In everyday usage, theory can mean an unproved assumption, conjecture — a hunch. This is especially common in the oft-used prepositional phrase in theory — as in this from a New York Times article: “In theory, gifted directors who are mostly new to opera should bring fresh, bracing perspectives to bear” — and with the personal pronoun my preceding it — as in my theory on the brontosaurus” [vid] (emphasis added).

The scientific use of theory is strikingly different. Much more based on solid evidence gleaned from a variety of approaches, theory in a scientific context refers to solidly established thought. Synonyms for theory as used by scientists include Law and fact.

Again, there appear to be different lines of derivation for the word’s scientific and lay uses.According to the OED, where the common usage of theory comes from the Latin theōria (meaning “contemplation, deepe studie, a sight or beholding”), the science term derives from the Greek θεωρία for “a looking at, viewing, contemplation, speculation, theory, also a sight.” And there’s this from the OED: “a. A scheme or system of ideas or statements held as an explanation or account of a group of facts or phenomena; a hypothesis that has been confirmed or established by observation or experiment, and is propounded or accepted as accounting for the known facts; a statement of what are held to be the general laws, principles, or causes of something known or observed.”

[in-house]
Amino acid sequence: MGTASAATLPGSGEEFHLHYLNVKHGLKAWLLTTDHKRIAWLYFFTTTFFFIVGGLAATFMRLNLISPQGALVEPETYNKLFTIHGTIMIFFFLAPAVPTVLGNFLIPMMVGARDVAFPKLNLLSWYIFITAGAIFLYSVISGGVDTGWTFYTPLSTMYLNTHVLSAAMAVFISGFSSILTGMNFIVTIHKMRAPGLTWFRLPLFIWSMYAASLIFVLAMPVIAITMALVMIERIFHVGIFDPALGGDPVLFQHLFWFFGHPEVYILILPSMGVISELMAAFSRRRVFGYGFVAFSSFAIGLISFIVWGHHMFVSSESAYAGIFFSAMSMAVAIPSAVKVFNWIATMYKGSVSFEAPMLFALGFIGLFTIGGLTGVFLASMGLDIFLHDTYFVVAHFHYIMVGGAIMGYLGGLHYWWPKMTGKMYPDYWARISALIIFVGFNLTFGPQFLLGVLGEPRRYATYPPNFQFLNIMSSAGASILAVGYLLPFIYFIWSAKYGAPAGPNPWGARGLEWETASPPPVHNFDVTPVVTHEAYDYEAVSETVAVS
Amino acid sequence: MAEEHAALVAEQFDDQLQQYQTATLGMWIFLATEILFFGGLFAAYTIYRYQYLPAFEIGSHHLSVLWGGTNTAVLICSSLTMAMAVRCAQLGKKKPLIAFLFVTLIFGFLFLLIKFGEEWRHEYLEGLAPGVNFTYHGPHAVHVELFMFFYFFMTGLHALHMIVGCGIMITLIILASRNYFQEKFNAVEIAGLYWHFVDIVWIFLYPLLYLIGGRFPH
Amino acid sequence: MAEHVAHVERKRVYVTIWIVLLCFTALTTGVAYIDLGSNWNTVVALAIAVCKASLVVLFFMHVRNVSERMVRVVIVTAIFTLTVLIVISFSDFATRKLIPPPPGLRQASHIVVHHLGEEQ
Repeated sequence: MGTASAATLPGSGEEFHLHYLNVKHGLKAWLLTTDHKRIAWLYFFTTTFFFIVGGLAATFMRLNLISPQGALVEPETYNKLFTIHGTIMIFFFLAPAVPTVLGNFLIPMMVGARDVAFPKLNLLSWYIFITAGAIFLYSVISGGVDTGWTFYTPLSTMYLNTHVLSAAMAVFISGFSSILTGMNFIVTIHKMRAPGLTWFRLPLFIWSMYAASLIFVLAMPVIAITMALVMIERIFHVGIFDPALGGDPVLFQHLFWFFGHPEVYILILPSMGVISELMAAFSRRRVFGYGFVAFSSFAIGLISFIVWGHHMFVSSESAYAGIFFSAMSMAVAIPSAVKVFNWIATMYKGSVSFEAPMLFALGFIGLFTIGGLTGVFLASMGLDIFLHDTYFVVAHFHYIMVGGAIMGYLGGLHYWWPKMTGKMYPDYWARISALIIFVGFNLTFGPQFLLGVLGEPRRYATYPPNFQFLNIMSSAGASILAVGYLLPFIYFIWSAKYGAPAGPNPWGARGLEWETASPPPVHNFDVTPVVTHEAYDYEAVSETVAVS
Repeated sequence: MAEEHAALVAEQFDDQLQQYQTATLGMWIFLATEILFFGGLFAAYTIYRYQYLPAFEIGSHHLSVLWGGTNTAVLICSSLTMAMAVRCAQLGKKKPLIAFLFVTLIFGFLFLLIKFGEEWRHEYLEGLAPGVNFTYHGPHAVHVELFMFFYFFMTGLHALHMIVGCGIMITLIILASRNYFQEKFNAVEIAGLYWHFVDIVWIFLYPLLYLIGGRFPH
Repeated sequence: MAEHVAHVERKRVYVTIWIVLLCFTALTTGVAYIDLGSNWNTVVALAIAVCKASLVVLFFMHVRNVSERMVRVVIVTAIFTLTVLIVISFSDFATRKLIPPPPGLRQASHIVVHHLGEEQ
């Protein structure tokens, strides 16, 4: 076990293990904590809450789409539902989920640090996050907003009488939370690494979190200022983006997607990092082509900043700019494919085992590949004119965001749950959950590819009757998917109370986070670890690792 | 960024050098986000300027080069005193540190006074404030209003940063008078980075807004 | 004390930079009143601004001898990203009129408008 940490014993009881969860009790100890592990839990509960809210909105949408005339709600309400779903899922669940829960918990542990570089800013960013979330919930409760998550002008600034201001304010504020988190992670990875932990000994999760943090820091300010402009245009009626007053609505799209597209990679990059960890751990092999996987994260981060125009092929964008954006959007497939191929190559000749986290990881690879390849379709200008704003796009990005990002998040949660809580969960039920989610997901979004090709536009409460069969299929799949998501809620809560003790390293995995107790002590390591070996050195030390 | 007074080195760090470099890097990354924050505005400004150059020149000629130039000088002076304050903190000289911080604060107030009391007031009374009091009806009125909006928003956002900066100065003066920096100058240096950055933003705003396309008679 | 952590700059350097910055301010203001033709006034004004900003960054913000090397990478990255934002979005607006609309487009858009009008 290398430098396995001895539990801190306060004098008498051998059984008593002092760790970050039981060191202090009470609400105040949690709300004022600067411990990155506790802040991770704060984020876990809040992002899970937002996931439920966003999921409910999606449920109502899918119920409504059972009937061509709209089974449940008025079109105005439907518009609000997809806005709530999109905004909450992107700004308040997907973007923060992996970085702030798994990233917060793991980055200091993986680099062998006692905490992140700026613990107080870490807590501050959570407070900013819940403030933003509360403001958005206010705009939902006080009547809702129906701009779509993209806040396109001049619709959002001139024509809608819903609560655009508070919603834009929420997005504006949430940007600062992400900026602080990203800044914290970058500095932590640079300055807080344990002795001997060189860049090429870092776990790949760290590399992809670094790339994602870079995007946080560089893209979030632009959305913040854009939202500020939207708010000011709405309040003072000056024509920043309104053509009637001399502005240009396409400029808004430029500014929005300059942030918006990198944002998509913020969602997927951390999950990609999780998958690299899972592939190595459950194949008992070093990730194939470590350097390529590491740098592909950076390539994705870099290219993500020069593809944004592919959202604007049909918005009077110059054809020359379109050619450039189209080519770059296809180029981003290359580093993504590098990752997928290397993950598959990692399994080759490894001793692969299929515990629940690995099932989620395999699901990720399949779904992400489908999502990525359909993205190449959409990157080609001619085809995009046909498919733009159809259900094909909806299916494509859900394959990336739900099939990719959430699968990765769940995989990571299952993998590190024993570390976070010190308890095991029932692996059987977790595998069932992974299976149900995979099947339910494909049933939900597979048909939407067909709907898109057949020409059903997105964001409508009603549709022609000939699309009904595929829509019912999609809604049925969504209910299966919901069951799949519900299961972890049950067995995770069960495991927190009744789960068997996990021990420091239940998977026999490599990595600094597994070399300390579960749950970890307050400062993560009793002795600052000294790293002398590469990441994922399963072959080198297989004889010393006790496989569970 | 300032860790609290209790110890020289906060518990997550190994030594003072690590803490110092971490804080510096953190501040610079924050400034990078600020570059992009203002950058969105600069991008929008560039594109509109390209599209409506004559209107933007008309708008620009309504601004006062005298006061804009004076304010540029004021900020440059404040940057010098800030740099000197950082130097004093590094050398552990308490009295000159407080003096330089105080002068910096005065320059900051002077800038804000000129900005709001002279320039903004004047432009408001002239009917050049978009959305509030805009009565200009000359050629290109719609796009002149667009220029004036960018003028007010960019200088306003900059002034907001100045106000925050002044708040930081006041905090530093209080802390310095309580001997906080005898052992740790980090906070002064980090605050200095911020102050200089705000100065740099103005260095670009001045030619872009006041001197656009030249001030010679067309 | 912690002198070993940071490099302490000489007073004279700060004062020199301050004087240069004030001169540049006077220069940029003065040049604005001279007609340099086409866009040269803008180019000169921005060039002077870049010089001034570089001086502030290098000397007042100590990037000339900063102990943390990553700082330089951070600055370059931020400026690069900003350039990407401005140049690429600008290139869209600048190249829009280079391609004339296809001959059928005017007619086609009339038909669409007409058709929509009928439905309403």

4. Scientist

And here’s a frequent mistake I make. I may be drifting along when I hear someone say: “Here comes the scientist.” Invariably, I puff out my chest and head in that direction, thinking I am being called to the conversation. In truth, it turns out they were saying something along the lines of: “Oh no, here comes the nerd. He’s probably going to lecture us on the real meaning of the word theory.” Instead of pouncing, I should have fled.

Now, that’s bad enough, but the thing that really gets me about that? It’s not the scientists-are-weird attitude. You see, I am perfectly happy to be called a geek. But nerd? Me? No way. Now you’re probably wondering what’s the difference between geek and nerd? If I run into you at the party this New Year’s, I’ll explain.

And if I miss you at that party, I’ll see you in January right here in the blogosphere. In the meantime,

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  1. Jake Bell
    Dec 20, 2011

    This really is something that needs to be talked about more! It’s a shame how misunderstood science lingo is to the general public. This reminds me of a great chart posted on the AGU (….it should be required to include it with any science related article haha.

  2. Tawnee Milko
    Dec 19, 2011

    Really enjoyed this post, Dean Chameides! Excellent topic for the holidays, and well-delivered. Thanks for a fun read.